Right? I mean, that seemed to me like one of the first really important games of the season. Message: Jazz not a flash in the pan.
The interesting part was Jerry Sloan's decision to put his star, Carlos Boozer, on Tim Duncan down the stretch. After the game, Duncan whined about non-calls (wonder if he'll get fined) but Boozer certainly wasn't intimidated. Johnny Ludden writes about one episode:
Tim Duncan poked the ball away from Carlos Boozer near Utah's free-throw line, scooped it up and set his sights on the Spurs' basket 50 feet away.
For all of Duncan's skills, however, foot speed is not among them. After lumbering down the floor, Duncan started to go up for a dunk only to have Boozer crack him back to the floor.
The hard foul not only prevented a basket, it sent a message. Apparently, the Jazz have grown tired of being pushed around by the Spurs.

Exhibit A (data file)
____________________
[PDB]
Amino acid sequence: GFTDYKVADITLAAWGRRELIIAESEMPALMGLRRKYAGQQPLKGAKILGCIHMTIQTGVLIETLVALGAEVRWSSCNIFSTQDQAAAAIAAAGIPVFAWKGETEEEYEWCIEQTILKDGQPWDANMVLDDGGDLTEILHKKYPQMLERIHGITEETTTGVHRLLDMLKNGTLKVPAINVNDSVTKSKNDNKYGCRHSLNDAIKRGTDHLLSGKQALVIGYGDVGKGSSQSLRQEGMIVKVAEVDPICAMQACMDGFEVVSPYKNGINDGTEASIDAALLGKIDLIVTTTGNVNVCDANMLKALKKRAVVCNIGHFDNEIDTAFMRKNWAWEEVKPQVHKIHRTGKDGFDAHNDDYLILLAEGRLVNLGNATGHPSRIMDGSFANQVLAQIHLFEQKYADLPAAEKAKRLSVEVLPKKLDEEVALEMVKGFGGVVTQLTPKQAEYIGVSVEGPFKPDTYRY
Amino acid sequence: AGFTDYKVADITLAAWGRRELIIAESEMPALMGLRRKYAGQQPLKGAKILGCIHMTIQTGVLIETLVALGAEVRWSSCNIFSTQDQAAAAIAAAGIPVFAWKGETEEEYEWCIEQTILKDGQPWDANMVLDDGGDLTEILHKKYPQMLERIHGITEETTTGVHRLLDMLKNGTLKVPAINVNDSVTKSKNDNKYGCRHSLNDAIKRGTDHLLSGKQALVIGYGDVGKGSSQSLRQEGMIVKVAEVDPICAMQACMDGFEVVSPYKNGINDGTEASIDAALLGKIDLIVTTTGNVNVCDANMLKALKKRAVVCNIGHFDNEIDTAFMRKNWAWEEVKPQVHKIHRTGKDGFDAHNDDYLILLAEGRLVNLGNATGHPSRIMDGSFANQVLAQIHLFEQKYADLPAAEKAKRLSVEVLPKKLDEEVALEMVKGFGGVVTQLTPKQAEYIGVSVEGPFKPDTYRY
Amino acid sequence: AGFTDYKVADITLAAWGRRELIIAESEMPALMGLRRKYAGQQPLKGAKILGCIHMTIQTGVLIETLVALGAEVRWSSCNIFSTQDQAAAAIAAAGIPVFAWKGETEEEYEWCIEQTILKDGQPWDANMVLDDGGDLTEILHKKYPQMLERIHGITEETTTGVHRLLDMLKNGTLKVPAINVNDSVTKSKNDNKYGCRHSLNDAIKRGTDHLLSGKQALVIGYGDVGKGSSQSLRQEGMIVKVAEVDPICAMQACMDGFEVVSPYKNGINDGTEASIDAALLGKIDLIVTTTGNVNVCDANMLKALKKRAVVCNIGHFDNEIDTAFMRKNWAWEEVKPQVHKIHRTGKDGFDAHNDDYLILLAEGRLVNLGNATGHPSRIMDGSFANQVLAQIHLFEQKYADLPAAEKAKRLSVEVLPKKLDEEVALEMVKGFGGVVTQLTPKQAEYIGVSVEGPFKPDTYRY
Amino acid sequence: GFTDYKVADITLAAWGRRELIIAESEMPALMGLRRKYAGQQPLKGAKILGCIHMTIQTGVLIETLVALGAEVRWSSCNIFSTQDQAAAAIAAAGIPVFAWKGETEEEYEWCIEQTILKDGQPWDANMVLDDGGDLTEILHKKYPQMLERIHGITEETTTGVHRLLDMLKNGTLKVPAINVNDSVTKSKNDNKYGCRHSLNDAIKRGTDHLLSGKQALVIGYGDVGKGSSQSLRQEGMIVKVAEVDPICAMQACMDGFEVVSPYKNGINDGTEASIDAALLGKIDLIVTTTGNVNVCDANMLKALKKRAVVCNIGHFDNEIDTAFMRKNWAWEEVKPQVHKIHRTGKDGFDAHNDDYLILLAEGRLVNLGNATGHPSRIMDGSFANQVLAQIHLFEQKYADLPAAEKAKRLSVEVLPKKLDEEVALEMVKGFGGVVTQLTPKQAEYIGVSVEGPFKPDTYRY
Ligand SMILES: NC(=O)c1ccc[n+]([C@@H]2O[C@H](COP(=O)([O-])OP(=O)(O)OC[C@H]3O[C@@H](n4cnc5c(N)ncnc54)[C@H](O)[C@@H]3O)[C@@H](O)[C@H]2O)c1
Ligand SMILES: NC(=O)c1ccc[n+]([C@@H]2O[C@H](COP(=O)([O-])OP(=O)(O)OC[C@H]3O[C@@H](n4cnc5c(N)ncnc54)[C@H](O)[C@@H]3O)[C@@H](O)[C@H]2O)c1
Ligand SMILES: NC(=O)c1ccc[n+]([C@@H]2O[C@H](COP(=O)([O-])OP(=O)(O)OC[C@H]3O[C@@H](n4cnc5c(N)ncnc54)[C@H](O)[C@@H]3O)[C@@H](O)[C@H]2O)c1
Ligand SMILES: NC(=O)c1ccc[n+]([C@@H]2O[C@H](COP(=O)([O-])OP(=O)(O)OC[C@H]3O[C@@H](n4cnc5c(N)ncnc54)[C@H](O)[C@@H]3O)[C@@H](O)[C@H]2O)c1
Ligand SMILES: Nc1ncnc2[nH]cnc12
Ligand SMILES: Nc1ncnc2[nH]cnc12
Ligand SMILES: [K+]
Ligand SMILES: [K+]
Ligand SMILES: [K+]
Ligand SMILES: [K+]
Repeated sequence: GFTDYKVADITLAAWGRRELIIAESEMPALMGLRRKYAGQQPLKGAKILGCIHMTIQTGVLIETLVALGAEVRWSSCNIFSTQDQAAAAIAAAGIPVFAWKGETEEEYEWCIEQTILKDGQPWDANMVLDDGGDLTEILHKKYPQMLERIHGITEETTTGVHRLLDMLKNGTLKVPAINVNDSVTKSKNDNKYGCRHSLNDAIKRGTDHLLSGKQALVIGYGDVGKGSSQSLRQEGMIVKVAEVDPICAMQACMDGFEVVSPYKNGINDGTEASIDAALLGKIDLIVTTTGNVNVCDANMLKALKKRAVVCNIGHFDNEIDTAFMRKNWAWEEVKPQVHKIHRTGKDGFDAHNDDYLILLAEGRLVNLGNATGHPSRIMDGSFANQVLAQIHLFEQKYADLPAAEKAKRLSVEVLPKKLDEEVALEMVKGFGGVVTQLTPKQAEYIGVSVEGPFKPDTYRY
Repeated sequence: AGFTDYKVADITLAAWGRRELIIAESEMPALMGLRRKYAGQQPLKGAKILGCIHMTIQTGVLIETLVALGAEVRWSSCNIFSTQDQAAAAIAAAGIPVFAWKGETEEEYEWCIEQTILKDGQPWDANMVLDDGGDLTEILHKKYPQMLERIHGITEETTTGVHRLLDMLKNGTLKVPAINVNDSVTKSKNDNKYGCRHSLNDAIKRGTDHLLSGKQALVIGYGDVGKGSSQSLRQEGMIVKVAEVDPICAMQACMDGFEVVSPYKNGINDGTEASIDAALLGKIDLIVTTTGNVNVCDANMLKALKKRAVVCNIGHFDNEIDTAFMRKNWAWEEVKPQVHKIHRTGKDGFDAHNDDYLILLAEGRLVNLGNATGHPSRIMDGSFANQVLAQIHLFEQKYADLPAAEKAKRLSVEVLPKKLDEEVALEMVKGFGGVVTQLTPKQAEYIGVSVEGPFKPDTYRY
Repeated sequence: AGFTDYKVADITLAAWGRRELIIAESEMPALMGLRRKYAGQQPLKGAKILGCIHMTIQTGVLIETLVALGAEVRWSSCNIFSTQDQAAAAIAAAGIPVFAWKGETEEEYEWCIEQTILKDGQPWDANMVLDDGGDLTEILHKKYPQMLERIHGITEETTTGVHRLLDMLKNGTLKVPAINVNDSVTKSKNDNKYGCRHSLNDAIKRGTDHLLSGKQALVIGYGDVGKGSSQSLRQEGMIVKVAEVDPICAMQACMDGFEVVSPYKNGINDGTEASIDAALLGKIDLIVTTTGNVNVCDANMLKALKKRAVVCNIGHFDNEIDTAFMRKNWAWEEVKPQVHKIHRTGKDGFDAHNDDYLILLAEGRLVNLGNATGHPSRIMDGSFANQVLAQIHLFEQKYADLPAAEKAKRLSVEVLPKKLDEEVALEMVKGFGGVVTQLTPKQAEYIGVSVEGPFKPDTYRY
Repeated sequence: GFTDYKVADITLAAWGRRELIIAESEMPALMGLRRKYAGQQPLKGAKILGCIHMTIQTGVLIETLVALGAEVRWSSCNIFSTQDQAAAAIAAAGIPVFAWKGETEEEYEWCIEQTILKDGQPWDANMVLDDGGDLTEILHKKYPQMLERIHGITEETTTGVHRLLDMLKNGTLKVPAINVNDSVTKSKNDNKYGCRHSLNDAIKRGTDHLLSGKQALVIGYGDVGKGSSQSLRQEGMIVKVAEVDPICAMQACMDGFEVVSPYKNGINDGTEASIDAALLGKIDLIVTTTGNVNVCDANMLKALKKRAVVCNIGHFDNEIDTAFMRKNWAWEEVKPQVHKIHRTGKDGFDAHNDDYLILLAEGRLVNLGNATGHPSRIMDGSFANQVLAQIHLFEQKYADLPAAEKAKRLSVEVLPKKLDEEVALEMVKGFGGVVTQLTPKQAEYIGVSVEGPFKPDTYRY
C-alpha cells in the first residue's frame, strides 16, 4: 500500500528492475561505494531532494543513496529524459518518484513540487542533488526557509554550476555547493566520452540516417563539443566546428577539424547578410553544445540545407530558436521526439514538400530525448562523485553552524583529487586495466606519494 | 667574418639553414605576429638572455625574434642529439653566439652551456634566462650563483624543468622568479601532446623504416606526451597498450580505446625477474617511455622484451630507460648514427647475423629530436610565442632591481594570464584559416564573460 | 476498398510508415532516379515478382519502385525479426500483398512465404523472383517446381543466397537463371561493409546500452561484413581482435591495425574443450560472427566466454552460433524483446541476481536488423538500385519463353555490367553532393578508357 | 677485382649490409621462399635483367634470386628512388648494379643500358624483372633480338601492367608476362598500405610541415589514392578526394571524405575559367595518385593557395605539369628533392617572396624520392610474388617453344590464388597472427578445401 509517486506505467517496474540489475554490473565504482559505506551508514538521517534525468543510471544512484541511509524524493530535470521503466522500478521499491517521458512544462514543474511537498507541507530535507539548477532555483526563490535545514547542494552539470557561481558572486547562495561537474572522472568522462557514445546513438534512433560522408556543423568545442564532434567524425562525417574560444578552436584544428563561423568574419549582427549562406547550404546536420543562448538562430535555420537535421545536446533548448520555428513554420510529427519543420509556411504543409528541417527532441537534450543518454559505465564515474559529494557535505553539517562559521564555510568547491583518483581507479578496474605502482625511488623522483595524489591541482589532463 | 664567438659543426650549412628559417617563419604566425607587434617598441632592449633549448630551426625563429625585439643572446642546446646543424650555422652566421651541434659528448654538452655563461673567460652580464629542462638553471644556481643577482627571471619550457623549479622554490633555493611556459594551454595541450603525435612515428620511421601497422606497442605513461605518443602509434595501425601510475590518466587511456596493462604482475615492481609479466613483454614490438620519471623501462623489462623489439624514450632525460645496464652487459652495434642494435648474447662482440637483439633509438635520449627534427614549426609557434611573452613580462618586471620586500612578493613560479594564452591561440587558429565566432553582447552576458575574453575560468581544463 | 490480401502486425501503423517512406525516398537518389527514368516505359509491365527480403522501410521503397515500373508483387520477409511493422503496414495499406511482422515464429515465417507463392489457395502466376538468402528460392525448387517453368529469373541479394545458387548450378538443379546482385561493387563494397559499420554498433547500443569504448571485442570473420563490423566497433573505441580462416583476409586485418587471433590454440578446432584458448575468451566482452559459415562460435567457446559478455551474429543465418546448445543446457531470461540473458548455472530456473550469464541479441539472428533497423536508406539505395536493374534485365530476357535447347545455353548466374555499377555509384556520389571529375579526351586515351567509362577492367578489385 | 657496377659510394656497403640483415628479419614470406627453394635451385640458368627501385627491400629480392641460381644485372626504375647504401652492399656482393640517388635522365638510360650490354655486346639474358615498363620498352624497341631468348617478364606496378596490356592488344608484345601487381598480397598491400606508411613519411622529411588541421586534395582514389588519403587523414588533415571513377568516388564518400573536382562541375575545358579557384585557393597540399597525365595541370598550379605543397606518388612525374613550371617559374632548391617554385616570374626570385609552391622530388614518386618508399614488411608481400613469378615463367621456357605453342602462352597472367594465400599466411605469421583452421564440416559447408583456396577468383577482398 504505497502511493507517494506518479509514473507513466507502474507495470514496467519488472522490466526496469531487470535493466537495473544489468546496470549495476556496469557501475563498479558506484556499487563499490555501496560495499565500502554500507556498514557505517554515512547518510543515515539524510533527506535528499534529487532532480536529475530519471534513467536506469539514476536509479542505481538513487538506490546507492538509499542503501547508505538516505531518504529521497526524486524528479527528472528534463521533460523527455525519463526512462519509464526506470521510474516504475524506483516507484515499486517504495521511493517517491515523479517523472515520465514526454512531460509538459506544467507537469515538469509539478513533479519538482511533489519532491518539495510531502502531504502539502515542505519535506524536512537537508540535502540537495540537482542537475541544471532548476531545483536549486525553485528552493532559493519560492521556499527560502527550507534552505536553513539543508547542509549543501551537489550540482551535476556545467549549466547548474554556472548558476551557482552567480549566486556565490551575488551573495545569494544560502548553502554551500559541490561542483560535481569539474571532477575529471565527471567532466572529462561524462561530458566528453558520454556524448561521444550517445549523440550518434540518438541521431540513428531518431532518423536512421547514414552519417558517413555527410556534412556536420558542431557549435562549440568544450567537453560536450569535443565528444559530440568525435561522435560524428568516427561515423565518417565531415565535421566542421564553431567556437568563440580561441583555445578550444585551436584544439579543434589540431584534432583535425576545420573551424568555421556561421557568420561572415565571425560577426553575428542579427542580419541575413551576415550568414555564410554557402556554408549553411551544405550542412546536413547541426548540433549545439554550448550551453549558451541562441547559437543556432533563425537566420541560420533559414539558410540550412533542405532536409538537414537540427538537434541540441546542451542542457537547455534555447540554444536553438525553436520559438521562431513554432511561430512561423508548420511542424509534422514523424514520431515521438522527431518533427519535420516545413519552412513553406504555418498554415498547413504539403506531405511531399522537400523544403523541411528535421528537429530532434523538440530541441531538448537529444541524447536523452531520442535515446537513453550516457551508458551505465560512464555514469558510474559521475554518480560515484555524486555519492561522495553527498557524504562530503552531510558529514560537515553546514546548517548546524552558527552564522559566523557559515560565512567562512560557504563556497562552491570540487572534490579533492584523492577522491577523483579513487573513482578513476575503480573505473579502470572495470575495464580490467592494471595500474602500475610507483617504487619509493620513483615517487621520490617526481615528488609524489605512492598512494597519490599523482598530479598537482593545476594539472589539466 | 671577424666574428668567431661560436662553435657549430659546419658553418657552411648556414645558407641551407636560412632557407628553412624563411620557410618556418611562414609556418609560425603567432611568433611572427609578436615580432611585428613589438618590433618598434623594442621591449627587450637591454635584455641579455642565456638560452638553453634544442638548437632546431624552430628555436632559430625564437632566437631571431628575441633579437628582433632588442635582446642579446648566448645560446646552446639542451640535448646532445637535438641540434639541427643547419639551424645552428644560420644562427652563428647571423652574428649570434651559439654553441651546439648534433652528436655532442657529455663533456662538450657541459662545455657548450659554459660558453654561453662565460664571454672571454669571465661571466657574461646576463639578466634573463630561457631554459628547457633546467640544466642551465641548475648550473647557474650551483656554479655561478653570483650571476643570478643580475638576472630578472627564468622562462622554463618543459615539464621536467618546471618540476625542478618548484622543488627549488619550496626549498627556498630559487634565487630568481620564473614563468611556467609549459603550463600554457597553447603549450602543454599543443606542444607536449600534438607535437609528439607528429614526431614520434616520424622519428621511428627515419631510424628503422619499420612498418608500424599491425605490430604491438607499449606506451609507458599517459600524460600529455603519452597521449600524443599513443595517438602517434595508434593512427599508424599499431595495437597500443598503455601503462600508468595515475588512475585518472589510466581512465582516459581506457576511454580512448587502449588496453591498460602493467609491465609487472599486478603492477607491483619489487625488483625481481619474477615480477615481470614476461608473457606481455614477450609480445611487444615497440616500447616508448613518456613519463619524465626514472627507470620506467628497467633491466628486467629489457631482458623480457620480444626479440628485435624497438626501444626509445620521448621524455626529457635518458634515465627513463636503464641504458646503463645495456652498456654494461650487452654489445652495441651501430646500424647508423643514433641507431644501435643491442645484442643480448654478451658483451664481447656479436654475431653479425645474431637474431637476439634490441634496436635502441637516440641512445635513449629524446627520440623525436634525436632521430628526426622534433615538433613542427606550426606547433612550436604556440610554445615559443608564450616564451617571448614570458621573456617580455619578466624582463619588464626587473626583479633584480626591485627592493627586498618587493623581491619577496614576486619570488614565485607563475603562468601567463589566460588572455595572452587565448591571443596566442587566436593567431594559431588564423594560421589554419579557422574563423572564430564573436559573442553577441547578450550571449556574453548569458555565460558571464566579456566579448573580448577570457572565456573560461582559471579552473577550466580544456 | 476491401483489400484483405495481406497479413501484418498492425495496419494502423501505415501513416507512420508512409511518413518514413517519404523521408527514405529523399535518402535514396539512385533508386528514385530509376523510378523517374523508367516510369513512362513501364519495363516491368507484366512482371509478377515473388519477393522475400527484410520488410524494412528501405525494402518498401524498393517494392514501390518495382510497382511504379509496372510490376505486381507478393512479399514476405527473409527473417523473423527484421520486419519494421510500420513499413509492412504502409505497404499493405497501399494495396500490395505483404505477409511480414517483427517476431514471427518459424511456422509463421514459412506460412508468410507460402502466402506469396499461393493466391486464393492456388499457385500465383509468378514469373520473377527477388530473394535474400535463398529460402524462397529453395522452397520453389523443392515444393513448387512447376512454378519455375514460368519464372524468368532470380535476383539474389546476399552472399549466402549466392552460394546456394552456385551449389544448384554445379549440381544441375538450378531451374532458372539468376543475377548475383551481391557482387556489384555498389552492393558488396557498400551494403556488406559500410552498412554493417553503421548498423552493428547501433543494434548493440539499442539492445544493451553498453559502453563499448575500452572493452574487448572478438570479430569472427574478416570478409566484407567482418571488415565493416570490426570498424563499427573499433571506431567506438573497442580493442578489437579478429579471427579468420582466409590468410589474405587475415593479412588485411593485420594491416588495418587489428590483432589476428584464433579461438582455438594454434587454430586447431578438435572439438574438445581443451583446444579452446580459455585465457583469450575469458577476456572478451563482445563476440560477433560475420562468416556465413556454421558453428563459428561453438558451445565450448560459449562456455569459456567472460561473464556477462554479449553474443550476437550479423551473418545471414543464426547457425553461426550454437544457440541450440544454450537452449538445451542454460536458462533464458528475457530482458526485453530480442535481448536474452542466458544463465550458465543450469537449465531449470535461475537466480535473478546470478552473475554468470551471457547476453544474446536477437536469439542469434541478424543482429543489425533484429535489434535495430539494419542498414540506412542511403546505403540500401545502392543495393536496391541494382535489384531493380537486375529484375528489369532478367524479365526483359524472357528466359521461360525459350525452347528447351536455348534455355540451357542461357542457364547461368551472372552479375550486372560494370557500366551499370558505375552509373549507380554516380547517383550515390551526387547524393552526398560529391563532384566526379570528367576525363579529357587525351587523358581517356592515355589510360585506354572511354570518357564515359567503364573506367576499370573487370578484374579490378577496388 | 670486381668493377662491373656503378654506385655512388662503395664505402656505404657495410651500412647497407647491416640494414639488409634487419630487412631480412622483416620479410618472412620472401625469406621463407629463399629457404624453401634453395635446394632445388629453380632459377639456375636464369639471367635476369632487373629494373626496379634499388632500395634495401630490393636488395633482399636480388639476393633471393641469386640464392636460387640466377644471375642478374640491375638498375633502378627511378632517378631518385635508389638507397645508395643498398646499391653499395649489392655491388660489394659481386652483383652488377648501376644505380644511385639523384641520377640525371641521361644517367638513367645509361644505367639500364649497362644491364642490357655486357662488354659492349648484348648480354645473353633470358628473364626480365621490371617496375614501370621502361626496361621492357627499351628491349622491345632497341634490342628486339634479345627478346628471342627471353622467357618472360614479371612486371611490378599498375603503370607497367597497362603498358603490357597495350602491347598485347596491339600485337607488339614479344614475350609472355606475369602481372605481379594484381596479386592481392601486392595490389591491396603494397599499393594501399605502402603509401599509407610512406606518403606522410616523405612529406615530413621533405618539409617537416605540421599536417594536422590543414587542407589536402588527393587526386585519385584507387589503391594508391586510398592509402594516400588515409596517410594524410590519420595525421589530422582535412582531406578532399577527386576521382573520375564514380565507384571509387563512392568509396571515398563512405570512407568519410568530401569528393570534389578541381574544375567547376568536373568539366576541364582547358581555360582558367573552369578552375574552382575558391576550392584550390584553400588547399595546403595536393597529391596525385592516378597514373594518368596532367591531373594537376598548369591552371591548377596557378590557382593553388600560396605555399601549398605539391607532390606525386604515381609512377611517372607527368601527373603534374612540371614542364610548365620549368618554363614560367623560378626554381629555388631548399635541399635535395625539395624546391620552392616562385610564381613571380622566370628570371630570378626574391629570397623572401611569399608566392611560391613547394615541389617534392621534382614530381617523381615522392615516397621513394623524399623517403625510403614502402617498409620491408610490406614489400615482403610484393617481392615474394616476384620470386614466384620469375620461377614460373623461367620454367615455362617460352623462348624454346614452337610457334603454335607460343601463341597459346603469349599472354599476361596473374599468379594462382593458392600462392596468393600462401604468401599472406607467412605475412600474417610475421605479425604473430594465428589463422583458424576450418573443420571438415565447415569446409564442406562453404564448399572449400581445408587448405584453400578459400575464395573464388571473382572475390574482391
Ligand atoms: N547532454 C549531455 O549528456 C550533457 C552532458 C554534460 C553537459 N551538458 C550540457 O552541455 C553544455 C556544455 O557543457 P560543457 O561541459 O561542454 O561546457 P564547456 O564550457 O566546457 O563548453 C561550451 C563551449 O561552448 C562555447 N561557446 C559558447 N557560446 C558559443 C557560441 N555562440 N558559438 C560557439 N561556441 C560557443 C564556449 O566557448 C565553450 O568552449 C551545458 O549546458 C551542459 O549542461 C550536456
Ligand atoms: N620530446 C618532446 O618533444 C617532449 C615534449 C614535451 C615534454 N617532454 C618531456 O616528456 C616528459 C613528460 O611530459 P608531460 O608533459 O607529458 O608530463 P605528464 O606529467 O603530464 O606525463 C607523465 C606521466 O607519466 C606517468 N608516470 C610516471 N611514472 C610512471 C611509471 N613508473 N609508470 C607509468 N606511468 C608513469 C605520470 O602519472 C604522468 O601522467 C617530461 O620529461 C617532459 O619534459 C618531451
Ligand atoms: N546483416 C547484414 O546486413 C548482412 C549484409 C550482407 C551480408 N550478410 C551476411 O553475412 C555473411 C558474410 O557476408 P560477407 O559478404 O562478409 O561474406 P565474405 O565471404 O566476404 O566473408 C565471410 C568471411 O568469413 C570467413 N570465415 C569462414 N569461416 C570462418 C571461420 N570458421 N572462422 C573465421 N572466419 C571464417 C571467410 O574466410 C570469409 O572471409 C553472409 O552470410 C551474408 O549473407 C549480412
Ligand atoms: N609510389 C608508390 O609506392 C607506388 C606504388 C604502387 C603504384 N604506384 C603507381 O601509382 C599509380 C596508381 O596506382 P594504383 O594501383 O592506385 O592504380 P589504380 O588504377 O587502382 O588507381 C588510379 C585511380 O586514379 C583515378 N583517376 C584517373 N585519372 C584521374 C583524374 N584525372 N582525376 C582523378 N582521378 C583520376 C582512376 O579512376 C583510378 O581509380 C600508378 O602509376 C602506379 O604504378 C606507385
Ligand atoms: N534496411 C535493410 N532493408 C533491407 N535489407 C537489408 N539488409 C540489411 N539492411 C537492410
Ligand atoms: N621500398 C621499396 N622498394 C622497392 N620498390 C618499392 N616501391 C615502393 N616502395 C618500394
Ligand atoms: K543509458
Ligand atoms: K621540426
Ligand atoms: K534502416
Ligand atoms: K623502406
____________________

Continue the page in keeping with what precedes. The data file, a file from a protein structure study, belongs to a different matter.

At one point down the stretch, Boozer just took the ball out of Duncan's hands, keying the game-winning run. Duncan didn't score in the fourth quarter.
Boozer finished with 23 and 16. The Jazz outrebounded the Spurs 50-34. And, as part of my mounting "Deron Williams is Good" campaign, he not only (along with Matt Harpring) hit big buckets down the stretch, but may have provided a little pre-game spark for Boozer's performance, too. Phil Miller reports:
Williams dropped by Boozer's locker before the game and pointed out Duncan's place in his life. "I told him, 'That's one of the guys who can keep [you] out of the All-Star Game,' " Williams said with a smile. "You see what he did."
"He's not playing like a rookie anymore. He's out there to put his foot on your throat."